Cisco Key Integrity Protocol
Cisco Key Integrity Protocol (CKIP) is a Cisco-proprietary security protocol for encrypting 802.11 media. CKIP improves 802.11 security in infrastructure mode using key permutation, a message integrity check (MIC), and a message sequence number. For this feature to operate correctly, you must enable Aironet information elements (IEs) for the WLAN.
A lightweight access point advertises support for CKIP in beacon and probe response packets by adding an Aironet IE and setting one or both of the CKIP negotiation bits (key permutation and multi-modular hash message integrity check [MMH MIC]). Key permutation is a data encryption technique that uses the basic encryption key and the current initialization vector (IV) to create a new key. MMH MIC prevents bit-flip attacks on encrypted packets by using a hash function to compute message integrity code.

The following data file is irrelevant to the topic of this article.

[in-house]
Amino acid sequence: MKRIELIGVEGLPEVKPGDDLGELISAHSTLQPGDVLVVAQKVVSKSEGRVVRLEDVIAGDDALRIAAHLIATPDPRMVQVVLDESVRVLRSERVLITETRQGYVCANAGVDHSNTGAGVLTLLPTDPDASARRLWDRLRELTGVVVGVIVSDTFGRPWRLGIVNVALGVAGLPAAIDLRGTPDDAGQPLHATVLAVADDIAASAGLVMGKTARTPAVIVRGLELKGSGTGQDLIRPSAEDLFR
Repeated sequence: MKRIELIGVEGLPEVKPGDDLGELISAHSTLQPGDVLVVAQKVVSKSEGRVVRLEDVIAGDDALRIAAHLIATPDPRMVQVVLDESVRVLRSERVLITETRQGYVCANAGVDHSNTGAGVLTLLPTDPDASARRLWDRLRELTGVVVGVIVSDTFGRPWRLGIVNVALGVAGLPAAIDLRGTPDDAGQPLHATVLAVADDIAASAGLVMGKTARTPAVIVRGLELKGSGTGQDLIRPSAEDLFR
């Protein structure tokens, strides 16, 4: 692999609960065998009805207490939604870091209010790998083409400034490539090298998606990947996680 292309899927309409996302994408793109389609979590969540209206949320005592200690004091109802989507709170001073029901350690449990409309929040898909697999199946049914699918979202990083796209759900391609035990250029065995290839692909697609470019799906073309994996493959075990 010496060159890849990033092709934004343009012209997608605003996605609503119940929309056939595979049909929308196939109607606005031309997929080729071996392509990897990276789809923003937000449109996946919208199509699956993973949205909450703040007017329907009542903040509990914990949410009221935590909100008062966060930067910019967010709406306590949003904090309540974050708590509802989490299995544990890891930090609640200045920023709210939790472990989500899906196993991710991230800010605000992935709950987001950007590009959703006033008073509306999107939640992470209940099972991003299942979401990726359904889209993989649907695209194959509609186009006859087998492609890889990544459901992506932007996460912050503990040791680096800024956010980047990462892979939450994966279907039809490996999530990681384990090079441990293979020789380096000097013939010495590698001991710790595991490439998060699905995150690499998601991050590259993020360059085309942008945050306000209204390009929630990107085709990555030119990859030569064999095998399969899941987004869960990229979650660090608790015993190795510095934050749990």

The CKIP settings specified in a WLAN are mandatory for any client attempting to associate. If the WLAN is configured for both CKIP key permutation and MMH MIC, the client must support both. If the WLAN is configured for only one of these features, the client must support only the CKIP feature.
CKIP requires that 5-byte and 13-byte encryption keys be expanded to 16-byte keys. The algorithm to perform key expansion occurs at the access point. The key is appended to itself repeatedly until the length reaches 16 bytes. All lightweight access points support CKIP.
CKIP is supported for use only with static WEP. It is not supported for use with dynamic WEP. Therefore, a wireless client that is configured to use CKIP with dynamic WEP is unable to associate to a WLAN that is configured for CKIP. We recommend that you use either dynamic WEP without CKIP (which is less secure) or WPA/WPA2 with TKIP or AES (which are more secure).